MBF board member Isabel Ramirez was in the monarch butterfly colonies and sent us some lovely pictures of monarch clusters overwintering in Sierra Chincua, Cerro Pelón, and Piedra Herrada. Enjoy!
Every fall millions of monarch butterflies begin their long spectacular migration to the mountains of Mexico or coastal California. Through tagging monarchs in the fall we are learning their migration destinations and, very broadly, the routes that they take to reach these destinations. However, we do not know details of the routes they take or perils they face en route. Conservation is a hallmark of the Monarch Butterfly Fund’s (MBF) mission, but advocacy for suitable habitat along their migration route is a challenge because we just don’t know enough. Through tagging programs, starting with a program led by Dr. Fred Urquhart from the University of Toronto, and continuing to day with Monarch Watch, we know that most monarchs from east of the Rocky Mountains migrate to Mexico, but we still lack information about their destinations on the eastern seaboard and Florida. In the west, tagging data through the Southwest Monarch Study reveal that some monarchs in Arizona and New Mexico migrate to Mexico but others fly to California. There is so much more to learn!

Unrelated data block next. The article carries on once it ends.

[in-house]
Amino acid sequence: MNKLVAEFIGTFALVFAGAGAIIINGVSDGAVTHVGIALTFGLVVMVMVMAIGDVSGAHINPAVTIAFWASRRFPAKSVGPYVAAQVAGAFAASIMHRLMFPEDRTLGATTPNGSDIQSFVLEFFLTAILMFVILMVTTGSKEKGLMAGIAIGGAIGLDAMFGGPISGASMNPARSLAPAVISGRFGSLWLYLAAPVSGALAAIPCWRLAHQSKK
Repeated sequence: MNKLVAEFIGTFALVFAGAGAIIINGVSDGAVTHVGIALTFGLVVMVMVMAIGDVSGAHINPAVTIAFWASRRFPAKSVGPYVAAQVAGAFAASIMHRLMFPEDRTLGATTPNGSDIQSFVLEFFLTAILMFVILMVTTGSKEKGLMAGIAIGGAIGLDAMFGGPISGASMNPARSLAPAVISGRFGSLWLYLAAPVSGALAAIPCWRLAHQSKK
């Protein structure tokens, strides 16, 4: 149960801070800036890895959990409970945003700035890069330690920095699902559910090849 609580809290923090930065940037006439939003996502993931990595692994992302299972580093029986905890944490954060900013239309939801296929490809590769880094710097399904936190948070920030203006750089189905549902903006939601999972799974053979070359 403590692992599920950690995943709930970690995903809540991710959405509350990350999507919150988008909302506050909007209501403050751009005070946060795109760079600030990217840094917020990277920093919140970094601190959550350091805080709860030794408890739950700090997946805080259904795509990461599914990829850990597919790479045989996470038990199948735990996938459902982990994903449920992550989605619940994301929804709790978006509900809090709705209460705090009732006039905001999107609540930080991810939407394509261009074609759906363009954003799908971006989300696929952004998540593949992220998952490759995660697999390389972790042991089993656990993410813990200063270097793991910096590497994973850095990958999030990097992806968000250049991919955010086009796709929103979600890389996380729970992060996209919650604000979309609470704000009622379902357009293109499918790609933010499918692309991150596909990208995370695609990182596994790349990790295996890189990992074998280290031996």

Dr. Karen Oberhauser, MBF Treasurer and Director of the UW-Madison Arboretum, explains why MBF is engaging in research focused on understanding more about monarchs’ migratory pathways. “Habitat conservation in the breeding, migratory, and wintering areas is the most important focus of what we do, and will always be the main focus of MBF’s efforts. However, learning several things about their migratory path can have key conservation outcomes. For example, knowing the time taken on the flight, the degree to which individual monarchs diverge from ‘straight line’ pathways, and the kinds of habitat that lead to those divergences will help us to understand the best way to focus migration habitat conservation and restoration. We don’t have the tools to learn these things now.”